My sister, Rebecca (who also blogs here), will be taking the reigns on Fridays for a while and I SO excited about it! Armed with her trusty iPhone and lots of Happy Hour experience, I know she will be bringing some great stuff to Set the Table! Here is her first shot (no pun intended) at Cocktail Friday: a delicious and beautiful cherry vodka recipe. My name is Rebecca and my drink of choice is Vodka Soda with Lime. And I'm not sorry. To me, it's like a palatable, unsweetened limeade. Simple and clean.
Vodka is traditionally made from potatoes or grains and distilled three(ish) times in a process that renders it nearly flavorless. The word itself is a diminutive of the word for water in Russian. I've read that the earliest vodkas had an unsavory smell and, as efforts evolved to clean up the smell, so too went the taste. Or maybe that's conjecture ...
The lack of flavor, however, has a surprising way of making other flavors go gangbusters. Certain foods have flavor profiles that can only be brought out by alcohol (that's why we use vodka in tomato sauce - it amps up weak tomatoes). Vodka, with it's clean taste, brings out these new and stronger flavors without adding additional complexity.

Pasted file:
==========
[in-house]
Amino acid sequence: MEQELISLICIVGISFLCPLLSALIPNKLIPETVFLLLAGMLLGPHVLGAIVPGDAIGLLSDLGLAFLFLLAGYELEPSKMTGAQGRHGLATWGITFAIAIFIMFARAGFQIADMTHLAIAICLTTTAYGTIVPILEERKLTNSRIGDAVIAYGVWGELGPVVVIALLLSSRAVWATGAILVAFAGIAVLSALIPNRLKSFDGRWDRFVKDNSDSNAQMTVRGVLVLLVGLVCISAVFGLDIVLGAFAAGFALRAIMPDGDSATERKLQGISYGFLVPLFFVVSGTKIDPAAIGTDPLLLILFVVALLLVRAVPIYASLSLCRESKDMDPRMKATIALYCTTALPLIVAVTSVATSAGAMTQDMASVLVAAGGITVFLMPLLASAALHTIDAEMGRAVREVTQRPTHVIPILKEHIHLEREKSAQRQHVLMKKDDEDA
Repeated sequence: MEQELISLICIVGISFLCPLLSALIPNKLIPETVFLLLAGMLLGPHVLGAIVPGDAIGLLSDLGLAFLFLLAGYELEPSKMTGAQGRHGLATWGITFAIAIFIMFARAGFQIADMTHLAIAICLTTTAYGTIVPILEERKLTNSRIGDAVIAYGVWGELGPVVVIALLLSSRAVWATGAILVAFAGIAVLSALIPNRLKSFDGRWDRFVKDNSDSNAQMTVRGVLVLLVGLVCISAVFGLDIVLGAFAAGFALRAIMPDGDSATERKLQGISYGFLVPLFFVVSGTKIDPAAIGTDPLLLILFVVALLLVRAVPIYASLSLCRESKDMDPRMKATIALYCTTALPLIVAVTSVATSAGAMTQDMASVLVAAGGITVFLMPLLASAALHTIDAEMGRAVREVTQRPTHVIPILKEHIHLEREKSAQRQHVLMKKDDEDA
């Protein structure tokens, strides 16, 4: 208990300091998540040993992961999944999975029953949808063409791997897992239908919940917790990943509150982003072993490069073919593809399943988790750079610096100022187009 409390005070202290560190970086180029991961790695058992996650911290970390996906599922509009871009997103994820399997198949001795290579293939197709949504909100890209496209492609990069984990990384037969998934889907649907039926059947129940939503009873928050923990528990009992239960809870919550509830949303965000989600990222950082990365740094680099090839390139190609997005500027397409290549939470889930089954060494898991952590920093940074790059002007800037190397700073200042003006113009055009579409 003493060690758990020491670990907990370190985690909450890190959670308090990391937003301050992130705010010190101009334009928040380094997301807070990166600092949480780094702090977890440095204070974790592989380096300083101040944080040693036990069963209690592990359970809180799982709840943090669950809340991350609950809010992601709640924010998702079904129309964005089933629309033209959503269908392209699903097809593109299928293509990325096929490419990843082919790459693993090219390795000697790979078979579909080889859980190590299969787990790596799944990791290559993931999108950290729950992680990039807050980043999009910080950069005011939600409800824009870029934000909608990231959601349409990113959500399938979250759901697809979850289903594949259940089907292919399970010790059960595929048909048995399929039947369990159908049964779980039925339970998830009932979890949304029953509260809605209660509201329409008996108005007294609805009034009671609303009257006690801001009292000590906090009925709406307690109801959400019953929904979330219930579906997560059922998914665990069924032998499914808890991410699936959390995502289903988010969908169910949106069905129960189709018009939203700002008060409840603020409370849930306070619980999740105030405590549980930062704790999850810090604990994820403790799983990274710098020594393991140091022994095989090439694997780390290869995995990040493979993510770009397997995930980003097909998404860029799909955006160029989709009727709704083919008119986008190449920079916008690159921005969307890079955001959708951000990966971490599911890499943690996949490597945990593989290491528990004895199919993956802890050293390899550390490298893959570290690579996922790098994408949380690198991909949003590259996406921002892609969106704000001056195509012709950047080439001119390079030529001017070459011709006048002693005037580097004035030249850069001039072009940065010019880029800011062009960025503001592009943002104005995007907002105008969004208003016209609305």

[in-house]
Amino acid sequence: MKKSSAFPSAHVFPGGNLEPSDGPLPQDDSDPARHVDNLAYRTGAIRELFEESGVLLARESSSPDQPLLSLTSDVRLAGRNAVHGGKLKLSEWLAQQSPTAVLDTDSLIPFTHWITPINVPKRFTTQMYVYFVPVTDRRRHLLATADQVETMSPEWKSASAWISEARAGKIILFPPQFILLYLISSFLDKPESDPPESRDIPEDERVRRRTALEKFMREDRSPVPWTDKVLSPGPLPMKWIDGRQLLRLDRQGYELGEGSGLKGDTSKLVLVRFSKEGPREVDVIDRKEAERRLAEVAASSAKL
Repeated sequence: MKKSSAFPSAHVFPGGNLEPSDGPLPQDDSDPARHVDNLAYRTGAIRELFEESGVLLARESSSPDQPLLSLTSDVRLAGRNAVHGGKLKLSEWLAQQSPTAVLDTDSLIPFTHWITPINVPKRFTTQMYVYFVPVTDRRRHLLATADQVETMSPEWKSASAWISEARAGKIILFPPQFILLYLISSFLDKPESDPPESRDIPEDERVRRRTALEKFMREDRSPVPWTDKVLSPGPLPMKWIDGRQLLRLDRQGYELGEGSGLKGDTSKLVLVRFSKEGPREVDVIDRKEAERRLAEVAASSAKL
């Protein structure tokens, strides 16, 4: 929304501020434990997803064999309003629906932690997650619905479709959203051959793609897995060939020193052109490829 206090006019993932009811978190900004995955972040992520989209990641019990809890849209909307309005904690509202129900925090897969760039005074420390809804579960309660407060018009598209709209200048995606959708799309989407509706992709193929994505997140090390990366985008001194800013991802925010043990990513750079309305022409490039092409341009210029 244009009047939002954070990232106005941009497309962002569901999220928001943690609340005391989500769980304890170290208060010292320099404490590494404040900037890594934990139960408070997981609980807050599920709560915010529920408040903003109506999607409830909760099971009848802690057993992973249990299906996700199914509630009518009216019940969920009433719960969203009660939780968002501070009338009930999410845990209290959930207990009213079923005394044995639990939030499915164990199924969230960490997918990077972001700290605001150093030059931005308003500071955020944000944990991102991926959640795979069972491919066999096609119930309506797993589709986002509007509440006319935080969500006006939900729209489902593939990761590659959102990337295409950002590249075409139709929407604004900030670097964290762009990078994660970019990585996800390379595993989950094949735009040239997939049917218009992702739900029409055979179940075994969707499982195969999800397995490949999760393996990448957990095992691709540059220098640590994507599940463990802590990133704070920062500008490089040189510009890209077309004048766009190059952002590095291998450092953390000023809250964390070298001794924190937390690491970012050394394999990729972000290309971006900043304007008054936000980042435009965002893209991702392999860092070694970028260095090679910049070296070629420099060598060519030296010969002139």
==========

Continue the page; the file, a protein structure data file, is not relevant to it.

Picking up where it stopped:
Last summer, I bought fresh cherries at the farmers market, put them in an extra large canning jar, covered them with vodka, and let them sit on a dark shelf until Christmas. They were sour cherries so I didn't know what to expect. Let me tell you, t'was delicious. I drank my cherry vodka plain with soda water and ice and a lot of happiness. You can do this with any fruit, vegetable, spice, herb, edible flower, or combination thereof.
One more thing: from martinis "Shaken, not stirred," to Bloody Marys, to vodka red bulls (um, yuck?), vodka is surprisingly ubiquitous. And, while many of us have an eye out for all things locally crafted, vodka also comes across as annoyingly corporate. Enter: Local (to the Twin Cities) newcomer, Norseman Distillery's Vodka. It has my complete and *completely unsolicited* endorsement.
- 1 bottle of vodka
- 1 lb cherries, or enough cherries to fill the bottle halfway
- Fill a jar with peak season cherries (or whatever).
- Completely cover cherries (or whatever) with vodka and twist on lid.
- Put on shelf and wait at least a month.